In the aftermath of Nicole Kidman's Etihad TV commercial - and in the tradition of one-upmanship expected from the Gulf region - Emirates have enlisted Friends actor and Hollywood actress Jennifer Aniston to star in their new TV commercials showcasing the new private shower suites on board the A380.
Following Kidman's TV commercial, many were quick to criticise her for supporting the Government owned airline well known for their poor treatment of female crew. The National President of the Association of Professional Flight Attendants, Laura Glading, wrote to Nicole Kidman on behalf of the 25,000 American Airlines members that it represents, asking her to withdraw her support, stating that the carrier was "... well-known in the industry for their discriminatory labor practices and deplorable treatment of female employees". A WeSupportNicoleKidman website, purportedly set up by American Airlines Flight Attendants, claimed that the backlash was in response to the "big three" - American Airlines, Delta, and United Airlines - lobbying the US Government to amend their "Open Skies" agreement to limit Gulf Carriers into the U.S market.
The Gulf region (both Abu Dhabi, where Etihad is based, and Dubai, where Emirates is headquartered) regularly attracts adverse attention because of claims the culture and Government supports and openly encourages Islamic legal practices.
Aniston is being criticised not only because of the support she is lending to the foreign carrier, but also because of the middle finger she metaphorically gives to other U.S carriers by the very deliberate and snobbish mockery of the service they provide. Watch the TV commercial below.
The commercial shows Aniston (mocking her persona as a celeb) wandering into a dimly lit galley area behind closed curtains where American employees are seen to be hidden away eating and talking (a very obvious upper-cut at their service) and then, after asking where the showers are, Aniston's mortified to learn that they don't have one... or a bar (while the crew start to laugh hysterically). She wakes up from the dream of mediocrity most of us live every day and recounts the nightmare experience to a bartender in an upper class bar.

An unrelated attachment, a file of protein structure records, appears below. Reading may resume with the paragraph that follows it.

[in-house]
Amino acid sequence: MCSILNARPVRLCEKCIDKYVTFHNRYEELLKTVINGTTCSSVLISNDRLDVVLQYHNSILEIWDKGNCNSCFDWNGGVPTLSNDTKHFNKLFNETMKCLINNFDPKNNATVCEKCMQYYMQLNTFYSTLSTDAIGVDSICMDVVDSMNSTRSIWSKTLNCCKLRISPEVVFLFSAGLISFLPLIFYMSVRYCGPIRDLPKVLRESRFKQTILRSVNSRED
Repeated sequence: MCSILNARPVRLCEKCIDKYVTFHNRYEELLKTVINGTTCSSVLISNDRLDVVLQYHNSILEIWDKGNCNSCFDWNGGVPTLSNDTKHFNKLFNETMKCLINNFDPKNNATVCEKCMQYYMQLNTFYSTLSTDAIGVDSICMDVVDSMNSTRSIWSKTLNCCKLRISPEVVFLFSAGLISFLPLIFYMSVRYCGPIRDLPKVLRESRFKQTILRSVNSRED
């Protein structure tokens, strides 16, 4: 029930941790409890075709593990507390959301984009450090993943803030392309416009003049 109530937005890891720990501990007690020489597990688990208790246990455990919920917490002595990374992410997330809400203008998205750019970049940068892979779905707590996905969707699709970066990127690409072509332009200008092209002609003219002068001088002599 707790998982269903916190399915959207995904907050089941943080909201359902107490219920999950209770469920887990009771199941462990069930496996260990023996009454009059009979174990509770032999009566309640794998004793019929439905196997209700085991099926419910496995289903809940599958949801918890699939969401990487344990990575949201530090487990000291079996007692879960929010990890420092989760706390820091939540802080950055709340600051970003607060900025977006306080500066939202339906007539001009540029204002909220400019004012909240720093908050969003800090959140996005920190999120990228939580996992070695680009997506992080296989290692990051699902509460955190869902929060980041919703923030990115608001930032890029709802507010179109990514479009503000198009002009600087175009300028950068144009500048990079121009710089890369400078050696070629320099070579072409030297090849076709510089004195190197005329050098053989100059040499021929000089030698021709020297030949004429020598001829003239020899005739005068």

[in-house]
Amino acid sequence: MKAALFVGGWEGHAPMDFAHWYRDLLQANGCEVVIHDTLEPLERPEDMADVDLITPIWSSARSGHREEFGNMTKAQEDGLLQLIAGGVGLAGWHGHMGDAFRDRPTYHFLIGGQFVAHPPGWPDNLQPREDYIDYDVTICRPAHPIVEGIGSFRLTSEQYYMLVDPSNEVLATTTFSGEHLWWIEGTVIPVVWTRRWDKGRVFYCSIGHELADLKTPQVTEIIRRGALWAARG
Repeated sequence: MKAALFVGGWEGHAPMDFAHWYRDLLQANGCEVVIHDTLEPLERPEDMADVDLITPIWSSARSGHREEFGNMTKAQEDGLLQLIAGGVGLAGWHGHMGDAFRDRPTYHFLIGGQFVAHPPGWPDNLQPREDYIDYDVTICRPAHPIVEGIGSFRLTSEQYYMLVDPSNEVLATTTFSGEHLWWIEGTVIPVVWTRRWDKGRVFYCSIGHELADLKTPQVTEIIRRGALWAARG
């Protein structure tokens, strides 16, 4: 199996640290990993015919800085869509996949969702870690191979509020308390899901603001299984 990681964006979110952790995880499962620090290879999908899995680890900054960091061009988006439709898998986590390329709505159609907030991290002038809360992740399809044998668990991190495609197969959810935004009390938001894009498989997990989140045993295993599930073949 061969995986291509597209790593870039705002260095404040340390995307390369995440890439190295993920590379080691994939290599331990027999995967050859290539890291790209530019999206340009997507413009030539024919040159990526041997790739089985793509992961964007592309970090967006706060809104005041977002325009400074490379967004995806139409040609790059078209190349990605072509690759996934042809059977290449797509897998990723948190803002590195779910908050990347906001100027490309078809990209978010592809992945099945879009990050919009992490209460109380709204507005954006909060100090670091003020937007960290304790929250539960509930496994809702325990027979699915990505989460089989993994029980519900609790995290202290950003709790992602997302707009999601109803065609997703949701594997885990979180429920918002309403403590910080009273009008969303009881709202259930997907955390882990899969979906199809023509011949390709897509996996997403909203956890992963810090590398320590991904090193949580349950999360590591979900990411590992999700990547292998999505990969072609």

The tagline? "Wake up to flying as it should be". That is, of course, if you can justify around 35 thousand dollars for a return trip between JFK and Dubai.
While the spot is intended to be humorous, the bashing of American airlines has left many asking why Aniston would agree to the narrative in times when industry relations between the two countries is poor.
It's not the first time Aniston has lent her brand for the purpose of marketing, or poked fun at her celebrity status, but she's never confronted the palpable anger from those in her own country as a result. While the video has enjoyed success on YouTube since it was posted , disapproval is evidenced by half of all ratings being negative - overwhelming social proof of the negative perception from a large percentage of viewers (Emirates have since made the video private).
Advertising agency Rainey Kelly Campbell Roalfe/Y&R were commissioned with the account. The advert was directed by Oscar-nominee Bryan Buckley , known in the industry for his Super Bowl commercials. Aniston is rumoured to have pocketed about 5 million for the project, adding to her estimated 150 million dollar wealth.
The global digital and television campaign will begin in the United States and the UAE before being rolled out in November to other countries where Emirates has a big operational presence - including the UK, Germany, France, Italy, India and Australia. Emirates has, to date, invested US$20 million in securing TV spots worldwide for this campaign, which will have a 30-second and longer 60-second version.